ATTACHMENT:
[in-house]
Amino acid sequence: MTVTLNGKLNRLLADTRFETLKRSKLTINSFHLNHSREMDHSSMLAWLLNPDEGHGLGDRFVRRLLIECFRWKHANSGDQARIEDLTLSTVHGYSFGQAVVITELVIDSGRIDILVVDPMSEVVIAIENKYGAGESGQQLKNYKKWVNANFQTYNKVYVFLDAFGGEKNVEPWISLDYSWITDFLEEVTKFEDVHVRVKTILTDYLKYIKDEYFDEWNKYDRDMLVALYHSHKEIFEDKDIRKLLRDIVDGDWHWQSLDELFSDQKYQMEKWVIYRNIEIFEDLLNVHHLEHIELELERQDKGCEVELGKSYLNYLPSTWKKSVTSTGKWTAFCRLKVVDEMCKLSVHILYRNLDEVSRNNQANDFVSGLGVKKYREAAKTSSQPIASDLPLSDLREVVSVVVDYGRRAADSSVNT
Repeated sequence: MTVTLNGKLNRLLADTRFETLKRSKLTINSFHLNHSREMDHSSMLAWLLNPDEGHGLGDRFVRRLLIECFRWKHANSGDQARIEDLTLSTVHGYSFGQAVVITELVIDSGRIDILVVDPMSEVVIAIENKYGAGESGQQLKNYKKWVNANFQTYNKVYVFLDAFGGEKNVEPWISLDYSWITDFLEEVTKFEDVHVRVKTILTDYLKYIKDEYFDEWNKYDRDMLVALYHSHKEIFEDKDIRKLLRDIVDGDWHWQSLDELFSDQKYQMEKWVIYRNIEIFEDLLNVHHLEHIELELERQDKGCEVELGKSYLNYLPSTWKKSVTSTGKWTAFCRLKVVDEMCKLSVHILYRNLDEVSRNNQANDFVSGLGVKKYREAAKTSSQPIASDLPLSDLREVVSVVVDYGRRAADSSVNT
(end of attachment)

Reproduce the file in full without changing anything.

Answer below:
[in-house]
Amino acid sequence: MTVTLNGKLNRLLADTRFETLKRSKLTINSFHLNHSREMDHSSMLAWLLNPDEGHGLGDRFVRRLLIECFRWKHANSGDQARIEDLTLSTVHGYSFGQAVVITELVIDSGRIDILVVDPMSEVVIAIENKYGAGESGQQLKNYKKWVNANFQTYNKVYVFLDAFGGEKNVEPWISLDYSWITDFLEEVTKFEDVHVRVKTILTDYLKYIKDEYFDEWNKYDRDMLVALYHSHKEIFEDKDIRKLLRDIVDGDWHWQSLDELFSDQKYQMEKWVIYRNIEIFEDLLNVHHLEHIELELERQDKGCEVELGKSYLNYLPSTWKKSVTSTGKWTAFCRLKVVDEMCKLSVHILYRNLDEVSRNNQANDFVSGLGVKKYREAAKTSSQPIASDLPLSDLREVVSVVVDYGRRAADSSVNT
Repeated sequence: MTVTLNGKLNRLLADTRFETLKRSKLTINSFHLNHSREMDHSSMLAWLLNPDEGHGLGDRFVRRLLIECFRWKHANSGDQARIEDLTLSTVHGYSFGQAVVITELVIDSGRIDILVVDPMSEVVIAIENKYGAGESGQQLKNYKKWVNANFQTYNKVYVFLDAFGGEKNVEPWISLDYSWITDFLEEVTKFEDVHVRVKTILTDYLKYIKDEYFDEWNKYDRDMLVALYHSHKEIFEDKDIRKLLRDIVDGDWHWQSLDELFSDQKYQMEKWVIYRNIEIFEDLLNVHHLEHIELELERQDKGCEVELGKSYLNYLPSTWKKSVTSTGKWTAFCRLKVVDEMCKLSVHILYRNLDEVSRNNQANDFVSGLGVKKYREAAKTSSQPIASDLPLSDLREVVSVVVDYGRRAADSSVNT